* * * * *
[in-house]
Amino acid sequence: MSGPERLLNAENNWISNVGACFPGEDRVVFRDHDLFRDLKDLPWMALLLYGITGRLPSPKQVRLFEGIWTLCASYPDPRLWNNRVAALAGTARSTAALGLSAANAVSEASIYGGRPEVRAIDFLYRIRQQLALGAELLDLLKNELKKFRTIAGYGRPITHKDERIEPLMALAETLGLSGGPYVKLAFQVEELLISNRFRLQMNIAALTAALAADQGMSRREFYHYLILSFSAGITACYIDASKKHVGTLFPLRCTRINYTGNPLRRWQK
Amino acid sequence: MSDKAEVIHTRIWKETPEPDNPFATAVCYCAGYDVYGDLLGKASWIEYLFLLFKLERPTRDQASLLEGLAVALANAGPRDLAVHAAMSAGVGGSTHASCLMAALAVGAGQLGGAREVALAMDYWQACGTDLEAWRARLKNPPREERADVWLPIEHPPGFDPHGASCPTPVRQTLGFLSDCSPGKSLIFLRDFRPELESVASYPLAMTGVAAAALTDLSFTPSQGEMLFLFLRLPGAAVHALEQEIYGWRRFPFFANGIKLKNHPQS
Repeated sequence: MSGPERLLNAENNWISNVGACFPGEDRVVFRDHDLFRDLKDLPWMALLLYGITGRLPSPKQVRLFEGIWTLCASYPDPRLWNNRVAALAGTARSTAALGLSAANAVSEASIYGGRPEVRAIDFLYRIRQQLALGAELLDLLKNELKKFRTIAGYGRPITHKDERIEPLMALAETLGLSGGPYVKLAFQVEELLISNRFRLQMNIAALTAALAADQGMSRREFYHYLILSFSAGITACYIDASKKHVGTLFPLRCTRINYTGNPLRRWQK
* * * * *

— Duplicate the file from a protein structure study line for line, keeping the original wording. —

[in-house]
Amino acid sequence: MSGPERLLNAENNWISNVGACFPGEDRVVFRDHDLFRDLKDLPWMALLLYGITGRLPSPKQVRLFEGIWTLCASYPDPRLWNNRVAALAGTARSTAALGLSAANAVSEASIYGGRPEVRAIDFLYRIRQQLALGAELLDLLKNELKKFRTIAGYGRPITHKDERIEPLMALAETLGLSGGPYVKLAFQVEELLISNRFRLQMNIAALTAALAADQGMSRREFYHYLILSFSAGITACYIDASKKHVGTLFPLRCTRINYTGNPLRRWQK
Amino acid sequence: MSDKAEVIHTRIWKETPEPDNPFATAVCYCAGYDVYGDLLGKASWIEYLFLLFKLERPTRDQASLLEGLAVALANAGPRDLAVHAAMSAGVGGSTHASCLMAALAVGAGQLGGAREVALAMDYWQACGTDLEAWRARLKNPPREERADVWLPIEHPPGFDPHGASCPTPVRQTLGFLSDCSPGKSLIFLRDFRPELESVASYPLAMTGVAAAALTDLSFTPSQGEMLFLFLRLPGAAVHALEQEIYGWRRFPFFANGIKLKNHPQS
Repeated sequence: MSGPERLLNAENNWISNVGACFPGEDRVVFRDHDLFRDLKDLPWMALLLYGITGRLPSPKQVRLFEGIWTLCASYPDPRLWNNRVAALAGTARSTAALGLSAANAVSEASIYGGRPEVRAIDFLYRIRQQLALGAELLDLLKNELKKFRTIAGYGRPITHKDERIEPLMALAETLGLSGGPYVKLAFQVEELLISNRFRLQMNIAALTAALAADQGMSRREFYHYLILSFSAGITACYIDASKKHVGTLFPLRCTRINYTGNPLRRWQK